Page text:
In the absence of any symptoms, days come and go without a thought about our health. The value of our health is often given little regard until it is lost, then it becomes priceless.
At a recent local parade, I saw a young female with marked obesity wearing a T-shirt with the expression “You only live once.” I looked at her with concern that her one life might be fraught with medical complications due to her weight. With one life to live, no one wants it to be burdened with medical complications or disability.
Obesity negatively affects nearly every part of the body. Health consequences include serious conditions such as diabetes, high blood pressure, heart disease, sleep apnea and stroke. The earlier the age obesity begins and the longer obesity is present, the greater the likelihood of developing health problems that can negatively affect quality of life. Mobility is lost, pain is increased, sleep is impaired and self-image is often damaged.
Excess weight can result in a 60 percent to 90 percent increased risk of disability.
Getting to a healthy weight should not be about getting to some arbitrary number on a scale or clothing size. These may be tools for monitoring progress but are rather empty endpoints. It is easy to become frustrated when weight loss is the sole goal.
To begin with, our bodies are not designed to lose weight. For thousands of years, mankind struggled with getting enough food for survival. Only those with efficient means of storing calories as fat survived lean periods of famine, disease and extreme weather conditions. Our bodies are designed to get fat. Our biologic programming tells us to consume the calories in front of us, even when we are full. When we are losing weight, the human body has internal mechanisms that increase appetite and improve calorie storage.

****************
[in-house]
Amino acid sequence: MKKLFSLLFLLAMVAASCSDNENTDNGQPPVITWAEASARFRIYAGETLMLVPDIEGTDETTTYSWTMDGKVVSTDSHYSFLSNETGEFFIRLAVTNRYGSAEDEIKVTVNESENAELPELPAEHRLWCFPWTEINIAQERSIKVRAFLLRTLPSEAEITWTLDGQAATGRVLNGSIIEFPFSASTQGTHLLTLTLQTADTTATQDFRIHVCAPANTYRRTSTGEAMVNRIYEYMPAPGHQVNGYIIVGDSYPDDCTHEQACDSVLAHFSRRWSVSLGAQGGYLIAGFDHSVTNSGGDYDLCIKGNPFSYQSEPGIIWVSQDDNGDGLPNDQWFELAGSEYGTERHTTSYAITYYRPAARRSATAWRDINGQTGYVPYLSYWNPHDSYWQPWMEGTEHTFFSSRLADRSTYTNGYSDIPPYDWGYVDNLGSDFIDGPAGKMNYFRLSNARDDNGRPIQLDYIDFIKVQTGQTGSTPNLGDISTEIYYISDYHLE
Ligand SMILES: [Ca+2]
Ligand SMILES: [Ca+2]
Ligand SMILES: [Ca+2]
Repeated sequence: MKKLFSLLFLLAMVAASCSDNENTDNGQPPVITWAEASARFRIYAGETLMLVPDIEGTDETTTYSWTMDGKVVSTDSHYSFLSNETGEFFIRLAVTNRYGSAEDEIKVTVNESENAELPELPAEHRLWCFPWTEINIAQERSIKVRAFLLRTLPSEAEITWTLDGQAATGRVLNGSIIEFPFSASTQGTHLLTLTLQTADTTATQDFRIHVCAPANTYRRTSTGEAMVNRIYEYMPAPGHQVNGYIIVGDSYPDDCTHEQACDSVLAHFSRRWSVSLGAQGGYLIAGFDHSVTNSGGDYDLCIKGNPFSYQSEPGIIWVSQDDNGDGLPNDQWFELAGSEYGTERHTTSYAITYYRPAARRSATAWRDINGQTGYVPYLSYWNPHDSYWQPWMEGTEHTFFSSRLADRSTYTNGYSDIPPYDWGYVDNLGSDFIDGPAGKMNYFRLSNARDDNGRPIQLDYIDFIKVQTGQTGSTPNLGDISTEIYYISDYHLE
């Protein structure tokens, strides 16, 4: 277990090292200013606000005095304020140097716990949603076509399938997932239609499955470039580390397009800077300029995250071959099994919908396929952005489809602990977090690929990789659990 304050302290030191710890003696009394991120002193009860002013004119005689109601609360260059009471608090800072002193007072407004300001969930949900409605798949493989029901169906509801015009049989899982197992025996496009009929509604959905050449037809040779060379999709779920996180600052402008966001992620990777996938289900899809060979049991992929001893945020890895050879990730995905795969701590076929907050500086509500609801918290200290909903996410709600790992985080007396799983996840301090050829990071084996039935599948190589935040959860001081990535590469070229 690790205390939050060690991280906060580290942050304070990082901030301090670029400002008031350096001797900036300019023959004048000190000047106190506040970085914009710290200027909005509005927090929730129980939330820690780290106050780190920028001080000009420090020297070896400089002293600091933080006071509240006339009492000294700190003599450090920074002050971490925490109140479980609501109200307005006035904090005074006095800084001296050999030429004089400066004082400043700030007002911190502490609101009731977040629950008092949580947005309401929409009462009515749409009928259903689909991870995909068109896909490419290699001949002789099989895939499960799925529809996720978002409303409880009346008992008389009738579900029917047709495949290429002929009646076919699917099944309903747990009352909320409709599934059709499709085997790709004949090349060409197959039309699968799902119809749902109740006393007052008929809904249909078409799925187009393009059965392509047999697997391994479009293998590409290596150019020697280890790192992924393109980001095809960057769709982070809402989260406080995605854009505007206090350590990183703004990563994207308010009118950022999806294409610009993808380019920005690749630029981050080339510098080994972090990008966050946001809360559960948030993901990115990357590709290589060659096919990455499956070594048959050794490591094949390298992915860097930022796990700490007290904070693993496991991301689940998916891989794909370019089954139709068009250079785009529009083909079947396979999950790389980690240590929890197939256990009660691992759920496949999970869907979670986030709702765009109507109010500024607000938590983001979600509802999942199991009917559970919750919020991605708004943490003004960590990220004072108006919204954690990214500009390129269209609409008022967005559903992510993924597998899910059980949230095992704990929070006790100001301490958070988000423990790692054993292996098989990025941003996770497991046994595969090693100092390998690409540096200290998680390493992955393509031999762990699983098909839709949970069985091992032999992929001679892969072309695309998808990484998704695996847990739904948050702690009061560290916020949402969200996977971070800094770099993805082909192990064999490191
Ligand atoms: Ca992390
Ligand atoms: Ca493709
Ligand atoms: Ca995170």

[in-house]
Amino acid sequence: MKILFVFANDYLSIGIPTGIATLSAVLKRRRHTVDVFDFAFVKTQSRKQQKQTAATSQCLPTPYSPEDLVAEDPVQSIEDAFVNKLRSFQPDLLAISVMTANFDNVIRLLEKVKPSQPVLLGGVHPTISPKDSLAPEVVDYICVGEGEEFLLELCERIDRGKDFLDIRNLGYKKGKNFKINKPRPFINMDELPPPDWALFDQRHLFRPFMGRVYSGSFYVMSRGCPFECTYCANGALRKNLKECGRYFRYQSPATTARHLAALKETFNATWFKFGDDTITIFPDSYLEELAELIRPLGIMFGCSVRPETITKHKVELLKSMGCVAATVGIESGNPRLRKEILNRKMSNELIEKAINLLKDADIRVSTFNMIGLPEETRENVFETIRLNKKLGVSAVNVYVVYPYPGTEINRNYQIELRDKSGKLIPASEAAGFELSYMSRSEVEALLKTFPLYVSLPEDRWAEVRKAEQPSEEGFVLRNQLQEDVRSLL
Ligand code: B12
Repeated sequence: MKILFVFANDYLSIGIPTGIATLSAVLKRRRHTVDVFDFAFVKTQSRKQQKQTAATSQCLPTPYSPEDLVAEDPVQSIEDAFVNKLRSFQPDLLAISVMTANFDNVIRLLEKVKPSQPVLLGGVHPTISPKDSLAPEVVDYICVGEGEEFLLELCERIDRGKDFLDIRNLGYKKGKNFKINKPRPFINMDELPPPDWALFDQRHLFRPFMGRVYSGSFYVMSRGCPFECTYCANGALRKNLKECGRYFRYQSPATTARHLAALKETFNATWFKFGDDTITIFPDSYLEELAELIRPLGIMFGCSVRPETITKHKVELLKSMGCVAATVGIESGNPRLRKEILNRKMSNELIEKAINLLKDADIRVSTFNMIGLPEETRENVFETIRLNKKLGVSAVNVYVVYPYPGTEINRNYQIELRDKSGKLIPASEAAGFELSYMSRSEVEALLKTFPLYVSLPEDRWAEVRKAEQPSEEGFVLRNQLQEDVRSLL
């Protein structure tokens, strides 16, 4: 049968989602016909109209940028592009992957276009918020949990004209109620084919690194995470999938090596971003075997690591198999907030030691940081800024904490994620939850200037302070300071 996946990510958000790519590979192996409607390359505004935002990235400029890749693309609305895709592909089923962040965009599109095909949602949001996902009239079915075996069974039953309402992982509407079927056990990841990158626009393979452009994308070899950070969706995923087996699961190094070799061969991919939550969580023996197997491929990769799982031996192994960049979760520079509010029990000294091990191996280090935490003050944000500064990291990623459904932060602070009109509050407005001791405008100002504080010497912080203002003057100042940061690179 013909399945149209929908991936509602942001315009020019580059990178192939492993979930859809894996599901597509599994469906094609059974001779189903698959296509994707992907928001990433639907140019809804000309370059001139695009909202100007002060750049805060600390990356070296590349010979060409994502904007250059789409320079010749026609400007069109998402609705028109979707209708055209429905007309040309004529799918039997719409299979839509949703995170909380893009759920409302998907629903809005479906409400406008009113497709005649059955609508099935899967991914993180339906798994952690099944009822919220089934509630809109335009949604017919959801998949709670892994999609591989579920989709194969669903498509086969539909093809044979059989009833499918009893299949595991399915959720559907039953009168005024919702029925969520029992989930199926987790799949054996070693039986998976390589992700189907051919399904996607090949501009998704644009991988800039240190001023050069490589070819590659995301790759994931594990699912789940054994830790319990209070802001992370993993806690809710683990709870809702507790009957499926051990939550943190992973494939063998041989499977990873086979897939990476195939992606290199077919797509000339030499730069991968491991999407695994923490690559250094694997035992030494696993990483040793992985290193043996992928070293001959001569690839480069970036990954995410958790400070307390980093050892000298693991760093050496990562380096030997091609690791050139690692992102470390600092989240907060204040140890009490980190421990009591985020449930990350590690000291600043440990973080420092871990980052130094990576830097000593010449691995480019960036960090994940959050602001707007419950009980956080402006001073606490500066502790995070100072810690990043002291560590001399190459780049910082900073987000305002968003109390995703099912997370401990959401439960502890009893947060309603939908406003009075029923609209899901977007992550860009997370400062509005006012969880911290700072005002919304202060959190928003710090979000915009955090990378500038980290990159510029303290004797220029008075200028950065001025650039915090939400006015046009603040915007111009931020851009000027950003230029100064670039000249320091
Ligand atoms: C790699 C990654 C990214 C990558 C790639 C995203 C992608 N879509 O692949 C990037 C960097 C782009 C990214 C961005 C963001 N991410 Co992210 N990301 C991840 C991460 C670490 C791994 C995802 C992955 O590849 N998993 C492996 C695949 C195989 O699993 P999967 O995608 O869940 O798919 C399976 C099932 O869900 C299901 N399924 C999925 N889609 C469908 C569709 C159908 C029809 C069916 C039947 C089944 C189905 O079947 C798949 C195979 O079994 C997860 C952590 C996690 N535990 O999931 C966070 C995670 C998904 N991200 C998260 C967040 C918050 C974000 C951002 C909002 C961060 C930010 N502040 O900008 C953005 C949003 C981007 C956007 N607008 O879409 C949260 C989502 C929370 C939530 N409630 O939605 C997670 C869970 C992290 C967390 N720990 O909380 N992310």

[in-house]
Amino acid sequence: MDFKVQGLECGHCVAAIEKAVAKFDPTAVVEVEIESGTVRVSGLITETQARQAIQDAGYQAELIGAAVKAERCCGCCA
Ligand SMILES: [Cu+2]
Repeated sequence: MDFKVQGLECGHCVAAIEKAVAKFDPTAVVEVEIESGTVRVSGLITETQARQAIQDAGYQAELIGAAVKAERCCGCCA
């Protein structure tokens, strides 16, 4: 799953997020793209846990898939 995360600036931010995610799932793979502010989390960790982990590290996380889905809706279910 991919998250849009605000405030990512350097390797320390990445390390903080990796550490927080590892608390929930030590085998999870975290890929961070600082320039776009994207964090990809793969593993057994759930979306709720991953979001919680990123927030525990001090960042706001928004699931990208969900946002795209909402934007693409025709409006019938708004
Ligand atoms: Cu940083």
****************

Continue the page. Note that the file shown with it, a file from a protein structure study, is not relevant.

When it comes to weight loss, our body fights us every step of the way with increased hunger and prolonged weight-loss plateaus. Changing the health risks associated with excess weight should not be exclusively about weight loss.
Having your state of health become the primary focus is far more meaningful and lasting. The pursuit of health is a continuous, lifelong goal. Increased energy, improved mobility, better sleep and less pain are all benefits of a lifestyle change that moves our body to a healthier weight.
In working with patients seeking to lose excess weight, I find long-term success comes to those who decide to make health a priority. They no longer look at food as good or bad. Food now becomes something that can either make their health better or make it worse. With that new perspective, it becomes a lot easier to make healthy choices and achieve a healthy weight.
Nicholas J. Pennings, D.O., of Lillington is director of the Campbell University Health Center and assistant professor of Family Medicine.